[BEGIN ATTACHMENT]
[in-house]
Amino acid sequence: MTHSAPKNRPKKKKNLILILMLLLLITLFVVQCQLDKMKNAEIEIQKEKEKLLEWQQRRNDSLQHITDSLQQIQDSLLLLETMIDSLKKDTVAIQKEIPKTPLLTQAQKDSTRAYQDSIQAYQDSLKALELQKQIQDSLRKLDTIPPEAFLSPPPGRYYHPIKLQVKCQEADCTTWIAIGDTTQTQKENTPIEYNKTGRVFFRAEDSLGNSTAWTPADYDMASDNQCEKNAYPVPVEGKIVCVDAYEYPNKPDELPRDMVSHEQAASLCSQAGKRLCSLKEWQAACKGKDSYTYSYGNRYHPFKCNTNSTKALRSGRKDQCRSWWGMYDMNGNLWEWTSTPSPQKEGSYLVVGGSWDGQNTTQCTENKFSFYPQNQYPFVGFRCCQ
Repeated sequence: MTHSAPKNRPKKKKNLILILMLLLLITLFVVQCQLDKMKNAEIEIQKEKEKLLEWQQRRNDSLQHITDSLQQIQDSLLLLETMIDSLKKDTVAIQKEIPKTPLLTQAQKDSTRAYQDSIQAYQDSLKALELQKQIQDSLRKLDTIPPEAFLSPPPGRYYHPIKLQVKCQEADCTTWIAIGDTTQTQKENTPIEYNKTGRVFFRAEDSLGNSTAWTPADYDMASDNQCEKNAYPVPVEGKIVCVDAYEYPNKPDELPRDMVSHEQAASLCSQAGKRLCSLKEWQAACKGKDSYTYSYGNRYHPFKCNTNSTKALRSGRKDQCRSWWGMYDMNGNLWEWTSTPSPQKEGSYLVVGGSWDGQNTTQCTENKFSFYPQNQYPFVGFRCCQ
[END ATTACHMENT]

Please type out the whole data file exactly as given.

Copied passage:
[in-house]
Amino acid sequence: MTHSAPKNRPKKKKNLILILMLLLLITLFVVQCQLDKMKNAEIEIQKEKEKLLEWQQRRNDSLQHITDSLQQIQDSLLLLETMIDSLKKDTVAIQKEIPKTPLLTQAQKDSTRAYQDSIQAYQDSLKALELQKQIQDSLRKLDTIPPEAFLSPPPGRYYHPIKLQVKCQEADCTTWIAIGDTTQTQKENTPIEYNKTGRVFFRAEDSLGNSTAWTPADYDMASDNQCEKNAYPVPVEGKIVCVDAYEYPNKPDELPRDMVSHEQAASLCSQAGKRLCSLKEWQAACKGKDSYTYSYGNRYHPFKCNTNSTKALRSGRKDQCRSWWGMYDMNGNLWEWTSTPSPQKEGSYLVVGGSWDGQNTTQCTENKFSFYPQNQYPFVGFRCCQ
Repeated sequence: MTHSAPKNRPKKKKNLILILMLLLLITLFVVQCQLDKMKNAEIEIQKEKEKLLEWQQRRNDSLQHITDSLQQIQDSLLLLETMIDSLKKDTVAIQKEIPKTPLLTQAQKDSTRAYQDSIQAYQDSLKALELQKQIQDSLRKLDTIPPEAFLSPPPGRYYHPIKLQVKCQEADCTTWIAIGDTTQTQKENTPIEYNKTGRVFFRAEDSLGNSTAWTPADYDMASDNQCEKNAYPVPVEGKIVCVDAYEYPNKPDELPRDMVSHEQAASLCSQAGKRLCSLKEWQAACKGKDSYTYSYGNRYHPFKCNTNSTKALRSGRKDQCRSWWGMYDMNGNLWEWTSTPSPQKEGSYLVVGGSWDGQNTTQCTENKFSFYPQNQYPFVGFRCCQ